However if the dispatcher doesn't like your "I'll try my best" response and starts to pound his fist on the desk and say "you're gonna be there, you gotta be there", your next response is "let me talk to the safety supervisor." The safety supervisor works for the trucking company and is there to protect your butt and protect the company's butt for hours of service requirements.
If dispatch is trying to force you to run tired, due to an unrealistic schedule promised to a customer by a salesperson, you can shut that down right there. The safety supervisor is your ally in such a situation.
So, bottom line, if you feel pressured and the schedule isn't a realistic delivery scenario, go right to safety - that will get you out of all sorts of trouble.
Another way to protect yourself is to forward your reply via the truck's satellite system by email. Send a note!.. "Hey, I'm tired and I can't make this delivery time." These messages are stored and retained on the data base. The trucking company would not be happy to show such a message to a scale master or a site auditor. If they did, the trucking company would be in serious trouble.
So, as a backup, it never hurts to your messages into the e-log system, if your have one, in the event that you don't feel like you're getting enough time to complete your run.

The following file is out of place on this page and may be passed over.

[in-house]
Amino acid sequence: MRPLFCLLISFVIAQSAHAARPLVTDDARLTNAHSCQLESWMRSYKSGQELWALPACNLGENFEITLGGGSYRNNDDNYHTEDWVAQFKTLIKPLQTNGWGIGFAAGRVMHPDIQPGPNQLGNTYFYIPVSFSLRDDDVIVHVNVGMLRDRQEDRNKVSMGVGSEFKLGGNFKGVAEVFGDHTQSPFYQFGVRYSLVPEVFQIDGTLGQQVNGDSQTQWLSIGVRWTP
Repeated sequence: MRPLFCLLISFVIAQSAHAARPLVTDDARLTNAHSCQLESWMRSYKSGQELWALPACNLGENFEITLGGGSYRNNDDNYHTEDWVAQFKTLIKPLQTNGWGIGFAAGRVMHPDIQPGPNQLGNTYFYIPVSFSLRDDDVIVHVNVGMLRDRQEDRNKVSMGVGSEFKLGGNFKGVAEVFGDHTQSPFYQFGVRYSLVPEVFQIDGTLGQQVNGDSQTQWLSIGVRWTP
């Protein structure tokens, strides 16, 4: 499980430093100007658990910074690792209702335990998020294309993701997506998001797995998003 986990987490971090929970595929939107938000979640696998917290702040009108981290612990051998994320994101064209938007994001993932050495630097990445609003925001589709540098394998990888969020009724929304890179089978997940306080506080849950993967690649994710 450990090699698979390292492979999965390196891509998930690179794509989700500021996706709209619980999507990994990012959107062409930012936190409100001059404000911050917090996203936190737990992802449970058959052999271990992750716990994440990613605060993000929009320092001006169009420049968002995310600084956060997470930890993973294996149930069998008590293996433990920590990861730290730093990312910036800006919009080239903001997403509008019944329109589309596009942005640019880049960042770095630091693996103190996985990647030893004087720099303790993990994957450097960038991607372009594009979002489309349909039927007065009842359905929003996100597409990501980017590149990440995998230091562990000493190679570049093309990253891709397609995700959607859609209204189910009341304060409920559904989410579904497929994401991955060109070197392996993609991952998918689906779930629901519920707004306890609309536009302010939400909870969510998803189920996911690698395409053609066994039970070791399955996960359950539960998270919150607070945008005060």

KNOW WHEN IT'S TIME TO MAKE A CHANGE
In the trucking industry, there are all sorts of dispatchers, both good and bad. Some of them can be absolutely great to deal with, and some of them can be complete snakes.
Beware of the 'owner's kids' working in a dispatching position. They can be a little difficult to work with. Sometimes, you may need to remind them gently that it's not them signing your paycheque, but their father. But, tread lightly.
If you learn to work well with your dispatcher and communicate your needs clearly, you're bound to get more accomplished. Don't hesitate once in awhile when necessary, to go over their heads, in the chain of command. Remember, you don't work for the dispatcher, you work with them.
It's important to get along with your dispatcher. However, Periodically, it doesn't hurt to remind the dispatcher of that fact. Many of them have a nasty habit and tend to think you're working for them. But, you don't. You are working for the trucking company.
Smart trucking companies are coming to the conclusion that bad dispatchers are creating driver turn-over. With the "trucker shortage crisis" in full swing, trucking companies don't want driver turn-over. They are implementing new strategies for their dispatchers to successfully work with their drivers to accomplish common goals - an important one, is that both the trucking company and the truck driver, can turn a profit.
If you've got a bad dispatcher and have tried everything possible to work things out, and have also tried working it out with the owner unsuccessfully, it may be time to move on to another driving job. The stress isn't worth it. There are plenty of companies out there with good dispatchers and owners who will happily take you on board.
You dont need to work with the snakes.
Source: SMART Trucking